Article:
What are their legacies? Are they embraced by the Democrats, and if so, what does the future of the Democratic Party look like? How about the GOP? Are they welcomed back with open arms? Or do they achieve their goal, only to end up politically homeless?
It’s easy to dismiss Donald Trump as a norm-busting existential threat. But what happens when he’s gone? Sometimes when you topple a strongman, you end up with something even worse.
This isn’t an argument for stasis, but it is an argument for humility in the face of unintended consequences. So let’s consider a few scenarios.
If Joe Biden wins, only to be pushed to the left or pushed aside and “LBJ’d” (just look at images of progressives tearing down statues and wanting to “defund the police” if you think this is overwrought), prominent Never Trumpers will be culpable to some degree.
Having helped advance the cause of leftism in America, they will be cast by talk radio and the Fox News crowd as dupes or even accomplices when the party they helped install goes off the rails. Indeed, even if Biden behaves like a normal Democrat, they will be seen as having blood on their hands. What happens to Republicans for Biden when Biden’s nominee is the decisive vote to uphold Roe?
A rosier scenario could be that the influx of Never Trumpers into the Democratic Party actually would have a moderating influence. The center (Biden’s coalition of older African-Americans and suburban whites) might actually hold.
Color me skeptical.
If politics is downstream from culture, the progressives on “woke” Twitter will soon emerge victorious, even if that’s in the form of Biden’s running mate/successor.
For those of us hoping to restore the GOP, a radicalized Democratic Party, as dangerous as that sounds, creates a niche for a sane and serious alternative party to emerge. Left-wing overreach could prompt Republicans to get their house in order, purge toxic Trumpism, and quickly return to power as a safe counter to the scary, radical left. Rather than losing power for a generation, bada bing, bada boom, you’re back in business—with a new paint job!
Again, I’m not holding my breath for this storyline to develop—and if it does, nobody will think to thank the Never Trumpers.
Most Never Trumpers believe that the ability to salvage the GOP is contingent on the scale of a Biden victory. If Trump loses narrowly, they fear that Trumpism won’t be fully purged. Their hope is that a massive electoral drubbing will extirpate Trumpism root and branch. If that happens, then Rick Wilson, Mike Murphy, and Bill Kristol et al. could find themselves back inside the GOP tent.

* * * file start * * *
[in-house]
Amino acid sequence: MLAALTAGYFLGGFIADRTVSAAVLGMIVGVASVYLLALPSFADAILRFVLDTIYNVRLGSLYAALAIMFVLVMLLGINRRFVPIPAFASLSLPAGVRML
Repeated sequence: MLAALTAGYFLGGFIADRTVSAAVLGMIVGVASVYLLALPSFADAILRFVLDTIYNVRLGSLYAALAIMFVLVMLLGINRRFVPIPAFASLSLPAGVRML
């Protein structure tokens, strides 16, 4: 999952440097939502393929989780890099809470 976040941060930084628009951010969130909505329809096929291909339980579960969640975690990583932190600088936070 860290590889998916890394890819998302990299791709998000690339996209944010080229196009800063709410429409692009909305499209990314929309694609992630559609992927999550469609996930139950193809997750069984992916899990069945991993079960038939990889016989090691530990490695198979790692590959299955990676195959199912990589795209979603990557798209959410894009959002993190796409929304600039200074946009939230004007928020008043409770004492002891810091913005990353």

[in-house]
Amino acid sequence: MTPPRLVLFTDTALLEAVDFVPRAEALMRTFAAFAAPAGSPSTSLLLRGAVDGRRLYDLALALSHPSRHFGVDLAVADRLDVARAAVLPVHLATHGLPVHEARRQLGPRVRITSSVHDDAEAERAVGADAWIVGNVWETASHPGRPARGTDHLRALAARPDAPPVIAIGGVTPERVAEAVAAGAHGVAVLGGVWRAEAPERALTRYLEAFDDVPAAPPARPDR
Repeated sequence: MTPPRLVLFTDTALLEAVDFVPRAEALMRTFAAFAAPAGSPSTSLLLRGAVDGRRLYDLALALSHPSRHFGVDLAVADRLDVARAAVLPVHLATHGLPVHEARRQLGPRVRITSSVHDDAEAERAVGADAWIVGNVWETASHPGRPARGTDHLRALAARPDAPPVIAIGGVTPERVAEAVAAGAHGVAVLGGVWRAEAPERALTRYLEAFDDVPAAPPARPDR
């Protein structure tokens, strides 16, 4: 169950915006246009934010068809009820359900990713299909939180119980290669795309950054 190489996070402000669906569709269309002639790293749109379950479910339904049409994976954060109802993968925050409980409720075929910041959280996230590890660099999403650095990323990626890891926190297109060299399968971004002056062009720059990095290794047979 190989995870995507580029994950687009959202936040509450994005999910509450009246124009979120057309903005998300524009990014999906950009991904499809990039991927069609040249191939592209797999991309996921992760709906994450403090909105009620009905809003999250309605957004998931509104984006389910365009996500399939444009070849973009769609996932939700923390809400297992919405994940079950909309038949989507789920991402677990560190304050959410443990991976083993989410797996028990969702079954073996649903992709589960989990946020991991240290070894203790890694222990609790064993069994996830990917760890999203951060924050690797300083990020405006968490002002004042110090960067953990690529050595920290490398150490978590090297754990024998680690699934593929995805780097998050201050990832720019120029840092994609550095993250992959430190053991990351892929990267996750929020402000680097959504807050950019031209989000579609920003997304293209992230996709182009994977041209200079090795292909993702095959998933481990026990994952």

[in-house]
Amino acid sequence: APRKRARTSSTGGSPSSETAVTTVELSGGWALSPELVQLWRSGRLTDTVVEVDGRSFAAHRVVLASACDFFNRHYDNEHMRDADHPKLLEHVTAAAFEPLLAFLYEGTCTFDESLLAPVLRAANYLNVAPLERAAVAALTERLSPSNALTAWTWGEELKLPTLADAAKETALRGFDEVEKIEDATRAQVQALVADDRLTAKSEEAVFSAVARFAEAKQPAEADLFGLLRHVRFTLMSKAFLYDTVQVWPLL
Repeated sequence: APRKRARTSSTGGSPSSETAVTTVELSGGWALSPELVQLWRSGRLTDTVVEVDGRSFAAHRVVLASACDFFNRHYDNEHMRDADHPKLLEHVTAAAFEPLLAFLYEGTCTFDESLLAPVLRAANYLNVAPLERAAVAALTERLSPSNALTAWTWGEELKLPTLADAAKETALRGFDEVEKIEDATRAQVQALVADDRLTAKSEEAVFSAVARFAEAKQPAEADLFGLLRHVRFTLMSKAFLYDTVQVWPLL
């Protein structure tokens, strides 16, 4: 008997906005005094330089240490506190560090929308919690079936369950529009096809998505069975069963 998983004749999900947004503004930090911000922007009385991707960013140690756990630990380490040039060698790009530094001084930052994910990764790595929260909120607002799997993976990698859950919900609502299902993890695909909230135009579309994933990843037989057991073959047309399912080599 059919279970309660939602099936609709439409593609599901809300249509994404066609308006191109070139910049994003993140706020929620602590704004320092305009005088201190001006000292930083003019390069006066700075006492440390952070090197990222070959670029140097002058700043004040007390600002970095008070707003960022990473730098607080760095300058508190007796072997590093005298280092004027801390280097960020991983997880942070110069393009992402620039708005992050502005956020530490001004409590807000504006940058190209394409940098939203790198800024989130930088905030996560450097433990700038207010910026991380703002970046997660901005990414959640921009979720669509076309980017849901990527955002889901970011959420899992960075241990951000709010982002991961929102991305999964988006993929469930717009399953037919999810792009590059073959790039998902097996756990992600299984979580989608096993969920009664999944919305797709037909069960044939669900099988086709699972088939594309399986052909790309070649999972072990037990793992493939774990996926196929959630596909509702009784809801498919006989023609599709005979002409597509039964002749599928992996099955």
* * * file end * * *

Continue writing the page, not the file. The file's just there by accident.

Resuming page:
But do people who have been defeated—even (especially?) when utterly humiliated—really want to admit they were wrong? Even if forced to change their ways in order to win future elections in the 21st century, it seems unlikely that Sean Hannity and Laura Ingraham and Rush Limbaugh will apologize to the Cassandras and say, “You were right all along!”
Rather than returning to the party of Reagan or Bush, we are more likely to see someone like Tom Cotton or Josh Hawley nominated for president in 2024 against some successor who is to the left of Joe Biden. That is to say, moving on from Trump probably doesn’t mean moving back to the good old days, it means moving on to a more populist and nationalist GOP that is smarter and more eloquent and more disciplined than Donald Trump, while still embracing many of his positions.
And what becomes of the Republicans for Biden? This creates an incredible dilemma.
Given our binary-choice political system, do the Never Trump operatives who have been so effective at helping destroy Trump end up in the Cotton-Hawley camp, or do they end up in the camp that is—even if the Democrats don’t completely radicalize—decidedly to the left of Joe Biden? The latter outcome seems more likely than them joining whatever GOP emerges after 2020.
Note: Here, I’m not talking about rank-and-file conservatives who may simply vote for Joe Biden or abstain, or the center-right journalists like yours truly, who vehemently criticize Trump, but probably won’t vote for Biden, either. Average voters aren’t subject to the same forms of party discipline, and neither are conservative columnists who can be contrarian and nuanced and ornery—and still (if we’re lucky) collect a paycheck.
But political operatives get paid (some of them, handsomely) to do things like create TV ads for or against political candidates. To do this, they need, at the very least, funders. For the most part, that still requires picking a side.
I don’t want to sound too critical of these groups. Their ads aren’t just quick, they’re also hard-hitting. As no less an authority than James Carville declared, “Let me tell you, the Lincoln group and the Bulwark, these Never Trumper Republicans, the Democrats could learn a lot from them. They’re mean. They fight hard. And we don’t fight like that. They don’t fight like that.”
Once dismissed as irrelevant, Never Trumpers have proven to be incredibly significant in 2020. They might even decide the race. But I also suspect that theirs is a thankless endeavor. They may be the convenient scapegoat for whatever horror arises after saving the world from a second Trump term. And fate (and the centrifugal forces of politics) may take them places they never imagined.
In life and in politics, too often this is true: no good deed goes unpunished.